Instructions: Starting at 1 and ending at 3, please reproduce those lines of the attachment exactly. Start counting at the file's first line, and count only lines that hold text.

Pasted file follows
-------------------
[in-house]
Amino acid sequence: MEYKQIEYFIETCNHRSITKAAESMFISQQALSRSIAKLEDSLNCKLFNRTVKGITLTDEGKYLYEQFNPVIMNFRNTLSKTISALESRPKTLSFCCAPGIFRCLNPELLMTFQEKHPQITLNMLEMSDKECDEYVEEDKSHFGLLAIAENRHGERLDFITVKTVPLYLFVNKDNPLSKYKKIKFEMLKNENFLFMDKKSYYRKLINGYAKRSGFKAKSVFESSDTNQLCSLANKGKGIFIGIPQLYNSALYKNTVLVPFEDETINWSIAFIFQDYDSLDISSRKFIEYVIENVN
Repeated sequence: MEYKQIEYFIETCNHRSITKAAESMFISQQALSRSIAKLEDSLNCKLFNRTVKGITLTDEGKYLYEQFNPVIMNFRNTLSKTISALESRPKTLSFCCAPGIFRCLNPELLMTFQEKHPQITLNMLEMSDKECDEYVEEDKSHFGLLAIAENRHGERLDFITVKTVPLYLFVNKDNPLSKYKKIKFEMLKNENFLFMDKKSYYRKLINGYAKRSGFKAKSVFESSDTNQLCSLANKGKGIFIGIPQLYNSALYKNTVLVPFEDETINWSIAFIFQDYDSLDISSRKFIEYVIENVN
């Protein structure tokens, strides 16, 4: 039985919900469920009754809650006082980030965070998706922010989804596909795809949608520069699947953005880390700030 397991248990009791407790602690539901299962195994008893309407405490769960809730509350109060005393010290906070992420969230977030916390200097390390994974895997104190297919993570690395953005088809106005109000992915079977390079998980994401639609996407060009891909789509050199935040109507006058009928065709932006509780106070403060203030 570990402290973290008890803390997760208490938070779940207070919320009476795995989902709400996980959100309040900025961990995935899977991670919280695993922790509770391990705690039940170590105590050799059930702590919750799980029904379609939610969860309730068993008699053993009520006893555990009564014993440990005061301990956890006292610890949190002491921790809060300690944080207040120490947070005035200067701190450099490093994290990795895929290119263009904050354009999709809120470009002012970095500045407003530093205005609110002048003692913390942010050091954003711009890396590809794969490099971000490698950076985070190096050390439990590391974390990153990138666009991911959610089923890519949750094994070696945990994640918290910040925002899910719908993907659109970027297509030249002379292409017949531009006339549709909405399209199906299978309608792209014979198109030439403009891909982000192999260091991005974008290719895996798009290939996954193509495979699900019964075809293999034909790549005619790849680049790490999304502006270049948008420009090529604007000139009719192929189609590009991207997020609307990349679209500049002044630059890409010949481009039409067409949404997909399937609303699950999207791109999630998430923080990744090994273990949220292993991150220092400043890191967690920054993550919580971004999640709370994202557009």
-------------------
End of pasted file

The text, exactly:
[in-house]
Amino acid sequence: MEYKQIEYFIETCNHRSITKAAESMFISQQALSRSIAKLEDSLNCKLFNRTVKGITLTDEGKYLYEQFNPVIMNFRNTLSKTISALESRPKTLSFCCAPGIFRCLNPELLMTFQEKHPQITLNMLEMSDKECDEYVEEDKSHFGLLAIAENRHGERLDFITVKTVPLYLFVNKDNPLSKYKKIKFEMLKNENFLFMDKKSYYRKLINGYAKRSGFKAKSVFESSDTNQLCSLANKGKGIFIGIPQLYNSALYKNTVLVPFEDETINWSIAFIFQDYDSLDISSRKFIEYVIENVN
Repeated sequence: MEYKQIEYFIETCNHRSITKAAESMFISQQALSRSIAKLEDSLNCKLFNRTVKGITLTDEGKYLYEQFNPVIMNFRNTLSKTISALESRPKTLSFCCAPGIFRCLNPELLMTFQEKHPQITLNMLEMSDKECDEYVEEDKSHFGLLAIAENRHGERLDFITVKTVPLYLFVNKDNPLSKYKKIKFEMLKNENFLFMDKKSYYRKLINGYAKRSGFKAKSVFESSDTNQLCSLANKGKGIFIGIPQLYNSALYKNTVLVPFEDETINWSIAFIFQDYDSLDISSRKFIEYVIENVN